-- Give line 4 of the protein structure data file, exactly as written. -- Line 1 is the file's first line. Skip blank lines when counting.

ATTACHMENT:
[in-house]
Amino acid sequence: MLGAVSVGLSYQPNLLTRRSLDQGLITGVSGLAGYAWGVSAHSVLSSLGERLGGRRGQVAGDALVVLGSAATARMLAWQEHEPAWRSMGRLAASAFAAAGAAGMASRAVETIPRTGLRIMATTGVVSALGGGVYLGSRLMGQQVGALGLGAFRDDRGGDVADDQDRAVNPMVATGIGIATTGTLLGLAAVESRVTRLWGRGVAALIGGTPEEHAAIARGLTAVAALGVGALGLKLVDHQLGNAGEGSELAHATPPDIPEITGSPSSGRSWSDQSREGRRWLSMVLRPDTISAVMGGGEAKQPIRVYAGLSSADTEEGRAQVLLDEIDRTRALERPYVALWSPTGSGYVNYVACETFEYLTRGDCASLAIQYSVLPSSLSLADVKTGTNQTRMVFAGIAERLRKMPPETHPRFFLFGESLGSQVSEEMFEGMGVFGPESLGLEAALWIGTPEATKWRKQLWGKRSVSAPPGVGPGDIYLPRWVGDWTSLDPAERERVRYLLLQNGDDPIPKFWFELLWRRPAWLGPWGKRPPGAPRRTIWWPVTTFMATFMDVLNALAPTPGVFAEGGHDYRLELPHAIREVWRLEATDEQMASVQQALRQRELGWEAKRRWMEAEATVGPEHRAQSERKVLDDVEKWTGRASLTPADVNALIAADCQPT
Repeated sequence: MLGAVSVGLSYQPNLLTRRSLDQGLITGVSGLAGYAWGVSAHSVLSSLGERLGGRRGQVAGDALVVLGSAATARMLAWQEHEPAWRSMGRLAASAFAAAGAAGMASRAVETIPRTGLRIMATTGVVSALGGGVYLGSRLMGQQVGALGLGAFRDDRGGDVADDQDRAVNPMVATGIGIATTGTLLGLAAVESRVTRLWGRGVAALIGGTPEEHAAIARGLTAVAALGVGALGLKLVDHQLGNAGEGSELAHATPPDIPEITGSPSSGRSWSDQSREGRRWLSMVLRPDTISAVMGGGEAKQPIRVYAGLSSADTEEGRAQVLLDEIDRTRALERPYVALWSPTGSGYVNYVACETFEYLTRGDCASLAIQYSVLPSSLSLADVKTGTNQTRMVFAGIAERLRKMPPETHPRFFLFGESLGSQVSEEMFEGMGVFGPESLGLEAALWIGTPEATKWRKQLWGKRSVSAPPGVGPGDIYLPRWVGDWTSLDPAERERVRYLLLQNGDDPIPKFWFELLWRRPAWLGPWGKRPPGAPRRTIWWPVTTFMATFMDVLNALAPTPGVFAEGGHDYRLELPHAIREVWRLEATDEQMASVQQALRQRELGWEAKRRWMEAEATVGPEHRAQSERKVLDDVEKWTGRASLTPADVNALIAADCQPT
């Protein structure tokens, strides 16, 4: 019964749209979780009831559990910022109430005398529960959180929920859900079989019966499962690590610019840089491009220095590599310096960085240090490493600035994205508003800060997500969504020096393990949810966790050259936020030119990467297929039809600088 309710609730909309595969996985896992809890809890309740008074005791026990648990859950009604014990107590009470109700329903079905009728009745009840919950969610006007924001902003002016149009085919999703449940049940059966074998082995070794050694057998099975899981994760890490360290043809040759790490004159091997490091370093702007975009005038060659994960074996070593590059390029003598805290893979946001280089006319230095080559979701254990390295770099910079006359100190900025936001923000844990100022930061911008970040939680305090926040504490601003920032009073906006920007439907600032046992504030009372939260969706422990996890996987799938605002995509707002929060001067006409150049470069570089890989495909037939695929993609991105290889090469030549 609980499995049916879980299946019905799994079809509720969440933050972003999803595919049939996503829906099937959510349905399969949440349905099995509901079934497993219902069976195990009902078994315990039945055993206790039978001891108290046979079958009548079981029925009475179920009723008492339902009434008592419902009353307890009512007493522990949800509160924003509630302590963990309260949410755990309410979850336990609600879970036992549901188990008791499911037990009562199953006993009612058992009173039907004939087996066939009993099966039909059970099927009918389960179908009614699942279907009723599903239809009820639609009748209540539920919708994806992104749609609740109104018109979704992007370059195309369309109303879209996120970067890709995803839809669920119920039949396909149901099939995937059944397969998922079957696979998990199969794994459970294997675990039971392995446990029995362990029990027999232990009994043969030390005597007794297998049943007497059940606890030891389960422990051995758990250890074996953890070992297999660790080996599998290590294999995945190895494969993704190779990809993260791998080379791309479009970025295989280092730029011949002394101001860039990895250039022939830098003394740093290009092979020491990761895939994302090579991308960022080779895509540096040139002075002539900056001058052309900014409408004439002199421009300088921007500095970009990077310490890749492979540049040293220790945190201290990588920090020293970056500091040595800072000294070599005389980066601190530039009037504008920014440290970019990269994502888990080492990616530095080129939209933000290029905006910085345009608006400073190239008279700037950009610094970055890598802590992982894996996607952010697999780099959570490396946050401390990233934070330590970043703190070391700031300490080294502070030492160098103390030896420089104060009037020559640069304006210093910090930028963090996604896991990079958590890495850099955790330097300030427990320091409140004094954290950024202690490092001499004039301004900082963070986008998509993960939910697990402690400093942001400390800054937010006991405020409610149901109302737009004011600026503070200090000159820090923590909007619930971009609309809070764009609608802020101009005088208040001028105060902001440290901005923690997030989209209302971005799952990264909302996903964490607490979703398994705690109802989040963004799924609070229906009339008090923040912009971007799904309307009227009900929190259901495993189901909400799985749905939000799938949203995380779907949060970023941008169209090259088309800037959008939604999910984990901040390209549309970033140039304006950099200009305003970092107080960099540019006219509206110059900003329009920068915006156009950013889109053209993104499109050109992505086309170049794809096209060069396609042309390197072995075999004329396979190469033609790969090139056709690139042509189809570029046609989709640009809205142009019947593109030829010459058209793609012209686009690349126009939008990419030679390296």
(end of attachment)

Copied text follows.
């Protein structure tokens, strides 16, 4: 019964749209979780009831559990910022109430005398529960959180929920859900079989019966499962690590610019840089491009220095590599310096960085240090490493600035994205508003800060997500969504020096393990949810966790050259936020030119990467297929039809600088 309710609730909309595969996985896992809890809890309740008074005791026990648990859950009604014990107590009470109700329903079905009728009745009840919950969610006007924001902003002016149009085919999703449940049940059966074998082995070794050694057998099975899981994760890490360290043809040759790490004159091997490091370093702007975009005038060659994960074996070593590059390029003598805290893979946001280089006319230095080559979701254990390295770099910079006359100190900025936001923000844990100022930061911008970040939680305090926040504490601003920032009073906006920007439907600032046992504030009372939260969706422990996890996987799938605002995509707002929060001067006409150049470069570089890989495909037939695929993609991105290889090469030549 609980499995049916879980299946019905799994079809509720969440933050972003999803595919049939996503829906099937959510349905399969949440349905099995509901079934497993219902069976195990009902078994315990039945055993206790039978001891108290046979079958009548079981029925009475179920009723008492339902009434008592419902009353307890009512007493522990949800509160924003509630302590963990309260949410755990309410979850336990609600879970036992549901188990008791499911037990009562199953006993009612058992009173039907004939087996066939009993099966039909059970099927009918389960179908009614699942279907009723599903239809009820639609009748209540539920919708994806992104749609609740109104018109979704992007370059195309369309109303879209996120970067890709995803839809669920119920039949396909149901099939995937059944397969998922079957696979998990199969794994459970294997675990039971392995446990029995362990029990027999232990009994043969030390005597007794297998049943007497059940606890030891389960422990051995758990250890074996953890070992297999660790080996599998290590294999995945190895494969993704190779990809993260791998080379791309479009970025295989280092730029011949002394101001860039990895250039022939830098003394740093290009092979020491990761895939994302090579991308960022080779895509540096040139002075002539900056001058052309900014409408004439002199421009300088921007500095970009990077310490890749492979540049040293220790945190201290990588920090020293970056500091040595800072000294070599005389980066601190530039009037504008920014440290970019990269994502888990080492990616530095080129939209933000290029905006910085345009608006400073190239008279700037950009610094970055890598802590992982894996996607952010697999780099959570490396946050401390990233934070330590970043703190070391700031300490080294502070030492160098103390030896420089104060009037020559640069304006210093910090930028963090996604896991990079958590890495850099955790330097300030427990320091409140004094954290950024202690490092001499004039301004900082963070986008998509993960939910697990402690400093942001400390800054937010006991405020409610149901109302737009004011600026503070200090000159820090923590909007619930971009609309809070764009609608802020101009005088208040001028105060902001440290901005923690997030989209209302971005799952990264909302996903964490607490979703398994705690109802989040963004799924609070229906009339008090923040912009971007799904309307009227009900929190259901495993189901909400799985749905939000799938949203995380779907949060970023941008169209090259088309800037959008939604999910984990901040390209549309970033140039304006950099200009305003970092107080960099540019006219509206110059900003329009920068915006156009950013889109053209993104499109050109992505086309170049794809096209060069396609042309390197072995075999004329396979190469033609790969090139056709690139042509189809570029046609989709640009809205142009019947593109030829010459058209793609012209686009690349126009939008990419030679390296």